In my own practice this is one of the reasons why I focus on one of the #NoEstimates rules: Always know what is the most valuable thing to work on, and work only on that.

So my suggestion is: even when you score projects and make decisions on those scores, always keep in mind that you may be wrong. So, invest in small increments into the projects you believe are valuable, but be ready to reassess and stop investing if those projects prove less valuable than other projects that will become relevant later on.

The #NoEstimates approach I use allows me to do this at three levels:

  • a) Portfolio level: by reviewing constant progress in each project and assess value delivered. As well as constantly preparing to stop each project by releasing regularly to a production-like environment. Portfolio flexibility.
  • b) Project level: by separating each piece of value (User Story or Feature) into an independent work package that can be delivered independently from all other project work. Scope flexibility.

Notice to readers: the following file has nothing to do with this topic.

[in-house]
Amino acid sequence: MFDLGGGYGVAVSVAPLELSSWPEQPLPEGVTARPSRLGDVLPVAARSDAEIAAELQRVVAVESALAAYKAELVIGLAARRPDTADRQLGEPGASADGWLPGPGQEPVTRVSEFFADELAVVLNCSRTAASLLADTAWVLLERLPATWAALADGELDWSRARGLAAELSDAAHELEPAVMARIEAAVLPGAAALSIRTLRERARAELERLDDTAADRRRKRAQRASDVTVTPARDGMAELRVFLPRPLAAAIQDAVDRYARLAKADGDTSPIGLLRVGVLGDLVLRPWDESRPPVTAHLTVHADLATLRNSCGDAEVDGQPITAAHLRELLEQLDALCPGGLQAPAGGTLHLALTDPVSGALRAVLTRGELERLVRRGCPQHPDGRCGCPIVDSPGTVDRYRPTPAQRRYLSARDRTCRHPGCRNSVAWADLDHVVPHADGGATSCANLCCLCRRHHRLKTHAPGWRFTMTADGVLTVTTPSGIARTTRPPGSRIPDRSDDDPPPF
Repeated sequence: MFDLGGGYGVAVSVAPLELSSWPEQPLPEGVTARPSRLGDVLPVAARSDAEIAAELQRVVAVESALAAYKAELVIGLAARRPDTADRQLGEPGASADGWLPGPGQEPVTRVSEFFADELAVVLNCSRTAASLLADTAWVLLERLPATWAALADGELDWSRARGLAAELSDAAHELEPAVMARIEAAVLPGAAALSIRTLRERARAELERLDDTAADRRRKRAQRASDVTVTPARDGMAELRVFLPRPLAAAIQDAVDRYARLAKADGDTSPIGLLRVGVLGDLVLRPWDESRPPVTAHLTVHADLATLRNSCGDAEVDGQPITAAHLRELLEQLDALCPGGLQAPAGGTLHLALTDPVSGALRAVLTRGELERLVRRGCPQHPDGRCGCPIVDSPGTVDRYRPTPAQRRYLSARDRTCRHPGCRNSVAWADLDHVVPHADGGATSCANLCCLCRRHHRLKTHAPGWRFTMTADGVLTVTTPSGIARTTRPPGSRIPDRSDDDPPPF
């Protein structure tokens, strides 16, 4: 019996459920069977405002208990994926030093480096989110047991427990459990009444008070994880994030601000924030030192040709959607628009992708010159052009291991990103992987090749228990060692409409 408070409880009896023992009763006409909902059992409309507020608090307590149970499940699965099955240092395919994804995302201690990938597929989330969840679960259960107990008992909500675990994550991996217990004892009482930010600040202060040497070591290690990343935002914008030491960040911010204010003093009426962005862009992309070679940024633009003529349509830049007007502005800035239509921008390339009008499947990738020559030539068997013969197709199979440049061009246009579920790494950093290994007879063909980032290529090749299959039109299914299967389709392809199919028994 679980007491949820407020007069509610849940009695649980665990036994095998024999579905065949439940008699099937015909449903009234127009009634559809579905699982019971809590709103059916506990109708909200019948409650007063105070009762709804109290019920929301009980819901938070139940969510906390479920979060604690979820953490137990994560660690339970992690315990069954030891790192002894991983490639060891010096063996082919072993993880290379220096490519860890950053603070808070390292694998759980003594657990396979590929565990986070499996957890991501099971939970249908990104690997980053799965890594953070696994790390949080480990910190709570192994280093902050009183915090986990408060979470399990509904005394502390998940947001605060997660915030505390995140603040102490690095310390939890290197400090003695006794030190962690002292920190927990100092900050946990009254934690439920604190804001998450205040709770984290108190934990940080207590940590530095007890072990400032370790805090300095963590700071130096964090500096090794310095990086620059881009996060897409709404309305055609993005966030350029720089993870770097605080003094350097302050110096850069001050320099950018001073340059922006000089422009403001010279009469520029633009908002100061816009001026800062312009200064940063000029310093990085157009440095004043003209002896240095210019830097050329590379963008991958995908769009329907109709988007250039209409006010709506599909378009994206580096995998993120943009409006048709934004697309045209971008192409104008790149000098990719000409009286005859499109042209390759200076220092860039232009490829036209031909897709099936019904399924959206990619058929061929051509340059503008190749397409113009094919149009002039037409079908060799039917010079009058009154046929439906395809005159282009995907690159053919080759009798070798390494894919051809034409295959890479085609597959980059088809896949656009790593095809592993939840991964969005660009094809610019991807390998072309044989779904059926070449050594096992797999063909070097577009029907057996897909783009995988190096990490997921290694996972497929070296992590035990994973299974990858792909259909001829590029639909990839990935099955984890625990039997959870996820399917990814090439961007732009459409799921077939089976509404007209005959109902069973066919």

• c) User Story / Feature level: by keeping User Stories and Features as small as possible (1 day for User Stories, 1-2 weeks for Features), and releasing them independently at fixed time intervals. Work item flexibility

Do you want to know more about adaptive decision frameworks? Woody Zuill and myself will be hosting a workshop in Helsinki to present our #NoEstimates ideas and to discuss decision making frameworks for software projects that build on our #NoEstimates work.

You can sign up here. But before you do, email me and get a special discount code.

If you manage software organizations and projects, there will be other interesting workshops for you in the same days. For example, the #MobProgramming workshop where Woody Zuill shows you how he has been able to help his teams significantly improve their well-being and performance. #MobProgramming may well be a breakthrough in Agile management.

Picture credit: John Hammink, follow him on twitter

Why projects fail, is why (we think) they succeed!